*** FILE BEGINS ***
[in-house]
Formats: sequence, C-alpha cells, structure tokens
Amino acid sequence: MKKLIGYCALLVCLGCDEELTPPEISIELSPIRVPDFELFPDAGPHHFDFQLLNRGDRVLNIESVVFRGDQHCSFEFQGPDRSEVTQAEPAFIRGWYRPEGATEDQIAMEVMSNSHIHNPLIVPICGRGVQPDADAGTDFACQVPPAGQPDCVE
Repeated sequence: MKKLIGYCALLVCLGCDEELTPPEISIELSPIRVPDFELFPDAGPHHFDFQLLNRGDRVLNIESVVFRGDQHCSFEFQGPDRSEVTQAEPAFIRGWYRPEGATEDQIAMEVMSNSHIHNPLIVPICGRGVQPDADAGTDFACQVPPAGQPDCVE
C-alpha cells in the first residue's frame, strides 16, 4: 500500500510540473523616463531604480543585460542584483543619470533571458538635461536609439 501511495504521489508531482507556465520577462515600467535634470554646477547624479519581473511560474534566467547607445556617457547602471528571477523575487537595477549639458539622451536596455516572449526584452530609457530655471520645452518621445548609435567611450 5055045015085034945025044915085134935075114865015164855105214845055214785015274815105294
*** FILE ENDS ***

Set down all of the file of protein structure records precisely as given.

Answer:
[in-house]
Formats: sequence, C-alpha cells, structure tokens
Amino acid sequence: MKKLIGYCALLVCLGCDEELTPPEISIELSPIRVPDFELFPDAGPHHFDFQLLNRGDRVLNIESVVFRGDQHCSFEFQGPDRSEVTQAEPAFIRGWYRPEGATEDQIAMEVMSNSHIHNPLIVPICGRGVQPDADAGTDFACQVPPAGQPDCVE
Repeated sequence: MKKLIGYCALLVCLGCDEELTPPEISIELSPIRVPDFELFPDAGPHHFDFQLLNRGDRVLNIESVVFRGDQHCSFEFQGPDRSEVTQAEPAFIRGWYRPEGATEDQIAMEVMSNSHIHNPLIVPICGRGVQPDADAGTDFACQVPPAGQPDCVE
C-alpha cells in the first residue's frame, strides 16, 4: 500500500510540473523616463531604480543585460542584483543619470533571458538635461536609439 501511495504521489508531482507556465520577462515600467535634470554646477547624479519581473511560474534566467547607445556617457547602471528571477523575487537595477549639458539622451536596455516572449526584452530609457530655471520645452518621445548609435567611450 5055045015085034945025044915085134935075114865015164855105214845055214785015274815105294